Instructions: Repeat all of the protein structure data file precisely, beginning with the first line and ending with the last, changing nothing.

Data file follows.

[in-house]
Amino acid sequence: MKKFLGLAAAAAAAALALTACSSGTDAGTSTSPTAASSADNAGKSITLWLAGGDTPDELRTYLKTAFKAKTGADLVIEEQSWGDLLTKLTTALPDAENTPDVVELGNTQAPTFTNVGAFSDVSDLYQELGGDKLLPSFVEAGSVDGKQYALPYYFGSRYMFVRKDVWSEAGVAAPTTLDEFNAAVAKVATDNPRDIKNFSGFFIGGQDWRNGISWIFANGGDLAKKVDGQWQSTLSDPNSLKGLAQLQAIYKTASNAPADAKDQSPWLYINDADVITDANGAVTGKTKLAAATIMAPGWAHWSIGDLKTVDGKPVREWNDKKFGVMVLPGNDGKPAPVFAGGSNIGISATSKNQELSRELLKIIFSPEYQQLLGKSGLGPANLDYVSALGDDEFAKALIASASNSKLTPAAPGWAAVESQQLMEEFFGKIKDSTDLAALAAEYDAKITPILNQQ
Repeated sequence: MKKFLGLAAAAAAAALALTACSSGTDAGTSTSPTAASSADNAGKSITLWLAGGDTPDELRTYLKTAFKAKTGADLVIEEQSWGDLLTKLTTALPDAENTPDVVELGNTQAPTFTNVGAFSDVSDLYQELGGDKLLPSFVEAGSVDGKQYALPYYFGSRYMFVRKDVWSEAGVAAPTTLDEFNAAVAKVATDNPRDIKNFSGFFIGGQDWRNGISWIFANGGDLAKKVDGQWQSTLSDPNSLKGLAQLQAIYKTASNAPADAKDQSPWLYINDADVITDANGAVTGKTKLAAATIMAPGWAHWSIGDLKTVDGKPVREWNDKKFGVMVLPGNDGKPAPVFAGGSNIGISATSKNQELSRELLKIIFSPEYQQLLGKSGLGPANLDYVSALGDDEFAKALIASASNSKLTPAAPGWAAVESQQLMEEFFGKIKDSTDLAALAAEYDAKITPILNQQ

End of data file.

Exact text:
[in-house]
Amino acid sequence: MKKFLGLAAAAAAAALALTACSSGTDAGTSTSPTAASSADNAGKSITLWLAGGDTPDELRTYLKTAFKAKTGADLVIEEQSWGDLLTKLTTALPDAENTPDVVELGNTQAPTFTNVGAFSDVSDLYQELGGDKLLPSFVEAGSVDGKQYALPYYFGSRYMFVRKDVWSEAGVAAPTTLDEFNAAVAKVATDNPRDIKNFSGFFIGGQDWRNGISWIFANGGDLAKKVDGQWQSTLSDPNSLKGLAQLQAIYKTASNAPADAKDQSPWLYINDADVITDANGAVTGKTKLAAATIMAPGWAHWSIGDLKTVDGKPVREWNDKKFGVMVLPGNDGKPAPVFAGGSNIGISATSKNQELSRELLKIIFSPEYQQLLGKSGLGPANLDYVSALGDDEFAKALIASASNSKLTPAAPGWAAVESQQLMEEFFGKIKDSTDLAALAAEYDAKITPILNQQ
Repeated sequence: MKKFLGLAAAAAAAALALTACSSGTDAGTSTSPTAASSADNAGKSITLWLAGGDTPDELRTYLKTAFKAKTGADLVIEEQSWGDLLTKLTTALPDAENTPDVVELGNTQAPTFTNVGAFSDVSDLYQELGGDKLLPSFVEAGSVDGKQYALPYYFGSRYMFVRKDVWSEAGVAAPTTLDEFNAAVAKVATDNPRDIKNFSGFFIGGQDWRNGISWIFANGGDLAKKVDGQWQSTLSDPNSLKGLAQLQAIYKTASNAPADAKDQSPWLYINDADVITDANGAVTGKTKLAAATIMAPGWAHWSIGDLKTVDGKPVREWNDKKFGVMVLPGNDGKPAPVFAGGSNIGISATSKNQELSRELLKIIFSPEYQQLLGKSGLGPANLDYVSALGDDEFAKALIASASNSKLTPAAPGWAAVESQQLMEEFFGKIKDSTDLAALAAEYDAKITPILNQQ